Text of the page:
Ayers Rock is now a no go for Google. The indigenous Anangu people and Parks Australia have ruled the location off limits for virtual explorers.
ABC News reports that “360-degree images of the summit of Uluru” were available via the search engine giant. A stunning online diversion for some, but not for those who own it!
The Anangu follow ancient law that started with Tjukurpa, or period of creation. Alongside Kata Tjuta – previously Mount Olga – in the Northern Territory, Uluru is an ancestral homeland, with sacred links going back thousands of years.
Uluru was returned to them by authorities back in 1985. There then ensued a campaign to stop people climbing what’s also referred to as Ayers Rock. Late last year a ban on such activity was put in place. Reuters writes putting Uluru on Street View “effectively defies the ban”, together with Park Australia’s rules and regs on photography.
Speaking to ABC, Google reveal: “As soon as Parks Australia raised their concerns about this user contribution, we removed the imagery.” The process reportedly wasn’t immediate, with a time frame of approx 24 hours specified.
The area has been a national park since 1950. Up to that point the landmark and its surroundings were part of an Aboriginal reserve. The Parks Australia website describes it as “a living cultural landscape”. In 1993 it became Uluru-Kata Tjuta National Park.
In terms of non-indigenous experience, Uluru was first documented by explorer William Gosse in 1873. “Ayers Rock” was a tribute to Chief Secretary of South Australia Sir Henry Ayers. Its prominence is 348 m, with a circumference of 9.4 km.
While the Anangu have owned the rock for several decades – managing it with Parks Australia and leasing land to the Australian government – it’s been a slow process for their concerns to be recognized. The prospect of a ban on scaling Uluru produced defiant results.
BBC News writes that “huge crowds gathered in the weeks before the ban, with some social-media users capturing lines of visitors queuing up to make the climb.”
As part of an article for The Independent, the sign at Uluru’s base is highlighted. Written by the Anangu, it reads the site is “sacred in our culture, a place of great knowledge. Under our traditional law, climbing is not permitted. This is our home. Please don’t climb.”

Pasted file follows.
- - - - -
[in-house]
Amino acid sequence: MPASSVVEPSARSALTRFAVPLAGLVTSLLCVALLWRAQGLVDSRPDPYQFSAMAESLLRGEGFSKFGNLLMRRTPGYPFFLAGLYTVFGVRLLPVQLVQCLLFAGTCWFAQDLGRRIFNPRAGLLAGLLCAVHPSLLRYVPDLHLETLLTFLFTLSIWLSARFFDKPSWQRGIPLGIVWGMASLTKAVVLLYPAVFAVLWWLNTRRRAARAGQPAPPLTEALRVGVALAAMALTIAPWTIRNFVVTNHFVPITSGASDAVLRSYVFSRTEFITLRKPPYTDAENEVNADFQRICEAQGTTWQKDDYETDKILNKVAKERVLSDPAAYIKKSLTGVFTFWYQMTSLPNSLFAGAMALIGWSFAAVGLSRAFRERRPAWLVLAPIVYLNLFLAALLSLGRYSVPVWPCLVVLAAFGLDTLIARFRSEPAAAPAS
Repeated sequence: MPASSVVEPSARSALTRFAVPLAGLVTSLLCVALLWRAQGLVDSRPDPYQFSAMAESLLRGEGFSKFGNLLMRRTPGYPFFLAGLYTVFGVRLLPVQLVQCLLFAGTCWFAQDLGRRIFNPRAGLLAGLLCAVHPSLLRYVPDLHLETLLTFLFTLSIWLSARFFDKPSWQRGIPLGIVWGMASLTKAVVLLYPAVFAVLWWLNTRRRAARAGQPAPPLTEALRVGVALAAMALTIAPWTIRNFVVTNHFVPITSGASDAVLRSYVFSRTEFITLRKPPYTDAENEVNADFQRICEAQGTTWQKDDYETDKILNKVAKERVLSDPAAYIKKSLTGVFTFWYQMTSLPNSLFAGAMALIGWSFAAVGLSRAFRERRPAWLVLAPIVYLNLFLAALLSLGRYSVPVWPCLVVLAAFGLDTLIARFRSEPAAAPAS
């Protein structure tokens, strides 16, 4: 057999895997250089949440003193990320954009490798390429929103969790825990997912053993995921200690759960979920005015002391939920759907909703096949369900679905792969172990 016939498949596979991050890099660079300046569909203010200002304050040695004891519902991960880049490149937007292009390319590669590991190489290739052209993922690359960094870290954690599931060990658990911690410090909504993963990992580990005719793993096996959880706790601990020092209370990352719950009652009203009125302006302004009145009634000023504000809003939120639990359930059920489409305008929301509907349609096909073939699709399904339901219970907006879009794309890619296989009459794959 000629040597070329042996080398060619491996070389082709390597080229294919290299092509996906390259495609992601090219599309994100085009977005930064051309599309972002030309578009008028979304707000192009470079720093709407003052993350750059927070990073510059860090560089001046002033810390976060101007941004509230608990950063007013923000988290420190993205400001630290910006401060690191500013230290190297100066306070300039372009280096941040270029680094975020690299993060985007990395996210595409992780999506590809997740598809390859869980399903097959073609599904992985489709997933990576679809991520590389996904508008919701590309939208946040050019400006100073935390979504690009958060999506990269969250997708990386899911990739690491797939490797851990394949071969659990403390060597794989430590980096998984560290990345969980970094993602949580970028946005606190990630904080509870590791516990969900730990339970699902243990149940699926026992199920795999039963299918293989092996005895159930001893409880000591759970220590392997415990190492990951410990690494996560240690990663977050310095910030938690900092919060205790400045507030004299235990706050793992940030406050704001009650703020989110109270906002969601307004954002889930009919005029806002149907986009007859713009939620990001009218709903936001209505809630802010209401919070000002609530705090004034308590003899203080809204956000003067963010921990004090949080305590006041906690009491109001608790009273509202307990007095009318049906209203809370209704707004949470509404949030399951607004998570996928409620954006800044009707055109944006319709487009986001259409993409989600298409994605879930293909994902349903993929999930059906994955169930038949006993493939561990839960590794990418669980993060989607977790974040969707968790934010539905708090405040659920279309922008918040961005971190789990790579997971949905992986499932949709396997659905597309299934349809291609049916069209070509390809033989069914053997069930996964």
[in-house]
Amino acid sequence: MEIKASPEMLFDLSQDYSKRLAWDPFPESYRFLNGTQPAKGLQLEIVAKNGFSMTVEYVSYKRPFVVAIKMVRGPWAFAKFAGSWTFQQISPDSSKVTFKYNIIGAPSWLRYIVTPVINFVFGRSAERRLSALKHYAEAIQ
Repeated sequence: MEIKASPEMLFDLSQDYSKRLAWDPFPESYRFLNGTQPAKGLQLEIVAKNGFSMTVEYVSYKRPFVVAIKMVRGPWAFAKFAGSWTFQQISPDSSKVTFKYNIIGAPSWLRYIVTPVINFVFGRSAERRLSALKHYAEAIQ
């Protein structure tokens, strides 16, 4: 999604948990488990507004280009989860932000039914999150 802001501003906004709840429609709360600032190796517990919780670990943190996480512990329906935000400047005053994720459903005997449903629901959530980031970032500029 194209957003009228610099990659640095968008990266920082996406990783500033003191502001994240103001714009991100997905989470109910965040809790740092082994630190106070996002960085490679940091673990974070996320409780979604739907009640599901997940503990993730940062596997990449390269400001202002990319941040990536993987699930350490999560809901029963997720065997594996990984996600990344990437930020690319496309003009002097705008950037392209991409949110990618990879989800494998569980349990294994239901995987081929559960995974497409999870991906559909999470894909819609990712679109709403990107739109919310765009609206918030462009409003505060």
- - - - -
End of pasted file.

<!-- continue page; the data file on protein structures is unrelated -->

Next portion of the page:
Long before the advent of Google, filmmakers visited the rock. 1988’s ‘Young Einstein’ is just one of the surprising big screen productions that used Uluru as a location.
‘The Man From Hong Kong’ (1975) also filmed there. A rare example of a kung fu flick produced Down Under, it was Brian Trenchard-Smith’s directorial debut. Smith became a well-known name in the genre of ‘Ozploitation’.
Action and comedy aside, Parks Australia are keen to mention the rich culture of the area. They write that visitors “may see people dot painting, performing inma (traditional dance and song), telling Tjukurpa stories or gathering bush tucker” they write.
Wildlife at Uluru includes 178 types of bird. Shrimps are among the more surprising inhabitants of this supposedly dry and dusty landscape. According to Parks Australia,
eggs from crustaceans – or “shield shrimps” – can lay there for years before spells of heavy rain provide the right conditions to hatch. They enjoy the brief appearance of rock pools before the sun comes out again.
While it may appear otherwise, the park sustains over 400 examples of plant life. These are used for medicine and even tools.
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Arguments about national heritage are happening all over the world. When it comes to Uluru, the matter appears to be settled. The titans of the tech world may set trends in the modern world. But this story shows there are still some higher powers out there than Google…!